DD: Is this piece political? Does it say that something good can come from such a horrific and terrible event?
Diana Thater:
I think it’s both political and cultural. Chernobyl represents the failure of lots of things – a massive political system, a way of life, of science. Yet even with the human failures, nature continues to persist. Not because it wants or chooses to, but because it must.

DD: Is the video trying to say that nature will always persist then?
Diana Thater: That’s a hope!

DD: Why do you choose to convey your art through video and motion picture?
Diana Thater:
I think that film is the only place – other than music – where you can experience duration, and I am very interested in that. I also like to invent little techniques and make cameras do what they’re not supposed to. When I think of new work I’m thinking about what I’m going to do with a camera or edit system that I’ve never done before.

DD: What’s next for you?
Diana Thater:
Have a long nap! No, but seriously, I’m always thinking about the next thing. As soon as a piece is done, I’m always thinking about what’s next.

Chernobyl shows at Hauser & Wirth London, Piccadilly, 28 January – 5 March 2011


'Just For Kicks' (2005)

Here is a great documentary that was made in 2005, about the evolution of sneakers, with particular reference to their popularity boom in the 1980s. It doesn't simply talk about the designs, but also investigates the symbolic meaning of the footwear - what status symbols particular shoes can offer, how they can make someone feel and also the role music played in making trainers a staple in everyday wear. It's really well made and tells an interesting, original story.

(If the video doesn't work go to - http://video.google.com/videoplay?docid=6444453634416523444# - to see it)


Room 101: Frankie Boyle

I am still stunned by the shocking display of nonchalance both the BBC and Channel 4 have shown this past year. Both British TV channels have in their own way supported the vile and grotesque jibes controversial comedian, Frankie Boyle, has made towards certain factions of society by refusing to publicly apologise for the offense he has caused.

Boyle, a Scottish comedian best known for his shocking and dark humour, has been a panellist on the BBC’s popular comedy show Mock The Week, and currently has his comedy stand-up show Tramadol Nights aired on Channel 4. This past year saw several of his sketches scrutinised by the public and media at their outrageous content.

One incident occurred when Boyle referred to the British Olympic gold winner, Rebecca Adlington, as someone whose face resembled the reflection you get when looking into the back of a spoon. This dig, made on the satirical and often offensive Mock The Week, was magnified in the media’s response to Adlington’s public call for an apology from the BBC and the comedian himself. The public, on the issue of the apology, were split. Many were supportive of Adlington’s claim, but thousands of people also thought that because the athlete is in the public eye, she has to accept that she is now open to public observation.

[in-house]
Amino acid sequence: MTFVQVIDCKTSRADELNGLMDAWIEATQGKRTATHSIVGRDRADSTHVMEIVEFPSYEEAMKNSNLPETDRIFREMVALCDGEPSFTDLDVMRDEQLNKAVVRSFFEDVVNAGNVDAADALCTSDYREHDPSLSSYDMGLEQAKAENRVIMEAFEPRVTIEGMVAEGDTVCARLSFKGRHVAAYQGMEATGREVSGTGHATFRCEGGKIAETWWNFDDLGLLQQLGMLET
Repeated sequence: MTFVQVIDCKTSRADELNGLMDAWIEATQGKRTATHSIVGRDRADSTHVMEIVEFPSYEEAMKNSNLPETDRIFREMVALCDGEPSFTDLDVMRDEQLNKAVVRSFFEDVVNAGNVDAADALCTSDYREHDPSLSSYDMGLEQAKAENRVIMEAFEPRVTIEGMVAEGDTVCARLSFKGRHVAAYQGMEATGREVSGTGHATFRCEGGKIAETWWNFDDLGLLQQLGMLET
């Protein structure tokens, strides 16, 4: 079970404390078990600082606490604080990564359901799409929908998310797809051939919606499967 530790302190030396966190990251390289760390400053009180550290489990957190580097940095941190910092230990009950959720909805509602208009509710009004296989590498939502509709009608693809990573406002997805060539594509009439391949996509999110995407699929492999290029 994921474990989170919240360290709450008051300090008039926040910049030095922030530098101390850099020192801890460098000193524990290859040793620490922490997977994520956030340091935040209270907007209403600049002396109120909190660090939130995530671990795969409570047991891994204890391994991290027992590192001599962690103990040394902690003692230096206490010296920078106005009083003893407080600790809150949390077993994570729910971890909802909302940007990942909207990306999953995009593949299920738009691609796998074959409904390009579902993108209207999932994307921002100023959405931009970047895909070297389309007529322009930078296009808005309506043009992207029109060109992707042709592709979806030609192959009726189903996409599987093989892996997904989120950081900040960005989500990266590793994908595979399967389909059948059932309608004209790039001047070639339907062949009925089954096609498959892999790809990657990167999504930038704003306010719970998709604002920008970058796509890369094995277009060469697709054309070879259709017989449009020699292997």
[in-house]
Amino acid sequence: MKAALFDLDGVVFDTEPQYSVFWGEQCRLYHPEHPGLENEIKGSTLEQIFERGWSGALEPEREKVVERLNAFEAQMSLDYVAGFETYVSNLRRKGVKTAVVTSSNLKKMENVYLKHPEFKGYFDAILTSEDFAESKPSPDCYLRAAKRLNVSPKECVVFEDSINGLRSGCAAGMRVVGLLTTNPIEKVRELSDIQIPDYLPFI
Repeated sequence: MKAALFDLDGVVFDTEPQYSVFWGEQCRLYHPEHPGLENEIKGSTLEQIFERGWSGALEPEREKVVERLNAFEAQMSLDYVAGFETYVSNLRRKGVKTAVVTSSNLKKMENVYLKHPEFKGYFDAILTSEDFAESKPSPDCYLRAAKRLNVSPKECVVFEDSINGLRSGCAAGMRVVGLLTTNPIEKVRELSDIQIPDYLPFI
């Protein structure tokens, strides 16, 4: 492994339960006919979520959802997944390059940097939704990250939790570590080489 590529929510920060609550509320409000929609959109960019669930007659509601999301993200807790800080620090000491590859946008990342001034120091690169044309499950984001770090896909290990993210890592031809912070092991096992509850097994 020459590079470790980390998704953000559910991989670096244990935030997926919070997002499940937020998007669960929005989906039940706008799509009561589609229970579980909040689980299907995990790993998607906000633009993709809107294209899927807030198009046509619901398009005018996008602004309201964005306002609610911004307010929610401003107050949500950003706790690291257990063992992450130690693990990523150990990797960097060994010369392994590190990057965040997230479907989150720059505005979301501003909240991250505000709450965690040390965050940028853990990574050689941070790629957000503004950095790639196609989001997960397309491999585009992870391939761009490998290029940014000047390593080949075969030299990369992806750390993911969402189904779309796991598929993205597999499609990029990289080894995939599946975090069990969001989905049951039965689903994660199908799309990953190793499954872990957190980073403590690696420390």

With this understanding, because she is by trade a swimmer who happens to have won international recognition for her abilities, is she now anyone’s game merely for the fact that she has been on TV a few times? More importantly, does she now have to accept that she can be made fun of on national television for something entirely irrelevant to her ‘fame’ in the first place?

This bizarre logic was used last month when Katie Price’s (aka Jordan) heavily disabled son, Harvey, was picked on once again by Boyle. His quips ranged from “Jordan and Peter Andre are still fighting each other over custody of Harvey – eventually one of them will lose and have to keep him” to him assuming that the reason why Price married a cage fighter was because she “needed a man strong enough to stop Harvey from f*****g her”.

The ‘price of fame’ logic would suggest that because Harvey has appeared in Jordan’s many reality TV shows he too now has to accept being publicly attacked because he is in the ‘public eye’. But why is it that even a disabled child, who has no means of defending himself, is not off limits? If we allow bullies, of which I would classify Boyle to be, to appear on TV and online for the world to see, what is stopping a child in the playground to laugh at a disabled or ‘different’ looking classmate? We would have to respect what the child had to say, and allow him to continue to say it, if we are to follow the example set by the BBC and Channel 4. And this example isn’t being set on obscure channels that no one watches, they are happening on mainstream television, and more disturbingly, these comedians are being paid to say these remarks.

I find it humiliating that in our society we still have set-backs to social progression in the form of bigots like Frankie Boyle and the bosses of institutions like Channel 4, and it is my biggest hope that in 2011 our moral compass will begin to re-align itself.